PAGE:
But it does matter for the overdraft: the bankers say that without the AAA rating that the insurance would have provided, their agreement to provide the extra $357m is null and void. So there is a danger that in the final stages of the roll-out, before the company starts receiving regular payments from RailCorp, it will run out of cash. This is what’s driving front-page headlines about ‘rail crisis goes off track’.
It’s the job of the opposition and the press to talk this up into a major disaster, with “$2.6 billion project in jeopardy and NSW taxpayer on the hook” headlines. But in truth, it isn’t a major disaster at all.
The insurers aren’t bust yet, and may not actually go bust at all – in which case, the banks will have to provide the overdraft. Even if they don’t, the bondholders will lose far more money if the contract collapses than if they agree to let the provider of the completion funding take precedence over their bonds (in other words, ensuring that if the company did go bust, the $357m would be paid before any of the bondholders are paid). So there’s a strong incentive for everyone in the private sector to work things out.
But let’s assume the worst financial scenario happens, and the NSW government ends up deciding to guarantee the $357m itself rather than see the introduction of the trains delayed until everyone’s sued everyone else to death. Reliance would pay the government back with interest over the life of the contract. The only risk to the NSW taxpayer would be if the project went so badly wrong that even with the $357m overdraft, the company was unable to bring the trains into service. This doesn’t look likely, considering the level of delays and the reported engineering quality of the trains so far.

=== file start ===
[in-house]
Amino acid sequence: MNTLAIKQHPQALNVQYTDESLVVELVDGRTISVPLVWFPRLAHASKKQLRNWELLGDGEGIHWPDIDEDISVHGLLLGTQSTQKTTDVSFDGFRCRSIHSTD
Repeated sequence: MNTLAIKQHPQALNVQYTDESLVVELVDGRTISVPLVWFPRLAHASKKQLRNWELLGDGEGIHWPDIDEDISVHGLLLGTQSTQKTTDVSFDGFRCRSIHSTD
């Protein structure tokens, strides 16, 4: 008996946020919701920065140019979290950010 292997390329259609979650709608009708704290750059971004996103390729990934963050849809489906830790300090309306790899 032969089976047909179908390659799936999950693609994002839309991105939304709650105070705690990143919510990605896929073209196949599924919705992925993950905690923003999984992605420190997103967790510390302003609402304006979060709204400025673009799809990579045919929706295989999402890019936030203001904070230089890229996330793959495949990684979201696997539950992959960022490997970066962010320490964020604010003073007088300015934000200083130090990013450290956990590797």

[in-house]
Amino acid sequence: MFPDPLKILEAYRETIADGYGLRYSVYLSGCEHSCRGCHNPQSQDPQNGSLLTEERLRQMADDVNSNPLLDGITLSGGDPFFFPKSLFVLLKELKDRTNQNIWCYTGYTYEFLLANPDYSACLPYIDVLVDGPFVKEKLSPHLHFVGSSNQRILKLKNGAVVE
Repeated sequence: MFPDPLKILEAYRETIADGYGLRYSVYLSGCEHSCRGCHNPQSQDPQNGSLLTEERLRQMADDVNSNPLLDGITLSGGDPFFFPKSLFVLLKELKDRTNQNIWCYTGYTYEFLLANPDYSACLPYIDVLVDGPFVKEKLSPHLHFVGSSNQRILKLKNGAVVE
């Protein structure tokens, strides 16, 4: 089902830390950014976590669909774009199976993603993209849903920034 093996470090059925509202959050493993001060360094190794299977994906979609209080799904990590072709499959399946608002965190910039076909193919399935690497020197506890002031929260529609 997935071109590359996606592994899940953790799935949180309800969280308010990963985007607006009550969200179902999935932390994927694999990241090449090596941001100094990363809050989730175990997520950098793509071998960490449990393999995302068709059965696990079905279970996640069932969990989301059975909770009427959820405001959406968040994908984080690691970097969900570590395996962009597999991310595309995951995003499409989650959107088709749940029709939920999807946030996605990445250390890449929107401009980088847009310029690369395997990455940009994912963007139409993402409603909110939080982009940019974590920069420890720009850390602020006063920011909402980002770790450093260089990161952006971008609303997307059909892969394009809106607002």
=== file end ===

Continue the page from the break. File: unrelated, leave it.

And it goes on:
A government bailout defeats some of the point of a PPP, in that NSW now has a financial interest in ensuring Reliance can pay its debts. But on the other hand, the private sector has already lost $274m (the value of shareholder equity in Reliance, which has been wiped out), and would lose still more if the final project went so wrong that the company did collapse (the $1.8bn in bonds). Even if NSW does end up having to underwrite some of the debt, this will still be a better deal for taxpayers than a traditional purchasing model.